Earth Day, celebrated every April 22 since 1970, has served as a call to action to address pressing climate needs through the years, from eradicating harmful pesticides and boosting recycling efforts to protecting endangered species.
Buddhism has a long history of advocating for the importance of nature, and in honor of Earth Day, we’re sending you five articles from the Tricycle archives that illustrate the significant relationship between Buddhism and our planet.
By the way, if you’re ready to take political action, a Buddhist “rolling retreat” is planned to leave New York for D.C. for the People’s Climate March on April 29. Looking to sink your teeth into more? Be on the lookout for our Fall 2017 issue, which features environmentalist and author Paul Hawken’s best 100 climate solutions—and why they’re going to work.
The World Without Us
What will the world look like when we’re gone? Here’s a quick preview: a river could run down NYC’s Lexington Avenue.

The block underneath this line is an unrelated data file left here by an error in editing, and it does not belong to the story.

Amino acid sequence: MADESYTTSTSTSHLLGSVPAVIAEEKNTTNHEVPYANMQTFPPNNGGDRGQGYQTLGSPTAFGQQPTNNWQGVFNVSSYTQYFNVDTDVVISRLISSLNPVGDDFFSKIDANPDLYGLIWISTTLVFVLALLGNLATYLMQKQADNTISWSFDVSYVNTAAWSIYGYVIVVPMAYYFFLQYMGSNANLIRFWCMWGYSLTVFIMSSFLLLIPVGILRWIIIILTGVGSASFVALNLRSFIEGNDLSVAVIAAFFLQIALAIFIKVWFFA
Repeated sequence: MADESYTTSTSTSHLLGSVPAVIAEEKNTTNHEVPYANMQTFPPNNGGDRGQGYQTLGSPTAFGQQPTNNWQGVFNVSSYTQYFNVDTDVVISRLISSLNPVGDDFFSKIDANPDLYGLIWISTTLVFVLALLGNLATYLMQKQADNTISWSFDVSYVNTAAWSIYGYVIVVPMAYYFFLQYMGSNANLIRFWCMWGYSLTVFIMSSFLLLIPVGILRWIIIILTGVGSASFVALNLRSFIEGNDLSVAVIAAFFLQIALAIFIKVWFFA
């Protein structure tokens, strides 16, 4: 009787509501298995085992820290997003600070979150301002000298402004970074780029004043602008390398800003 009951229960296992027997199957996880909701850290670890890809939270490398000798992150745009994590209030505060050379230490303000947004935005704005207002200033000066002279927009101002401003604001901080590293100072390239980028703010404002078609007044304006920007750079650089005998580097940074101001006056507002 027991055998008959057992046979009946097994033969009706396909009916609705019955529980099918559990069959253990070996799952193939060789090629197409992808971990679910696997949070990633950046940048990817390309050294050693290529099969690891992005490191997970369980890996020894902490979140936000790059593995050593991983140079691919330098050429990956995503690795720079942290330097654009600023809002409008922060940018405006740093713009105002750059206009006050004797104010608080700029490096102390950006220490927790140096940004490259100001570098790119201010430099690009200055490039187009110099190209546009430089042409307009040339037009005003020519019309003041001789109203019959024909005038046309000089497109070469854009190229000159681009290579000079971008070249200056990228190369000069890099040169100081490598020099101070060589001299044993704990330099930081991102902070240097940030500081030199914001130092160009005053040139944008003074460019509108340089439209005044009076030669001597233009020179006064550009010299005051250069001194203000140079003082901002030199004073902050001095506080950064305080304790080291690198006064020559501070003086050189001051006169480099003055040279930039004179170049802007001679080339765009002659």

The Work That Reconnects
A practice that can help us build motivation, creativity, and courage to transition to a culture that values a healthy earth
Awakening in the Age of Climate Change
The Buddhist teachings emphasize interdependence, but how can this principle guide us in altering our society’s relationship to the natural world?
No Easy Answers
Elizabeth Kolbert, author of The Sixth Extinction: An Unnatural History, explains how humanity has altered the earth as no other animal has before.
Love Letter to the Earth
Vietnamese Zen teacher Thich Nhat Hanh’s prayer of praise and gratitude for our planet is one to share this Earth Day.
Start your day with a fresh perspective
Thank you for subscribing to Tricycle! As a nonprofit, we depend on readers like you to keep Buddhist teachings and practices widely available.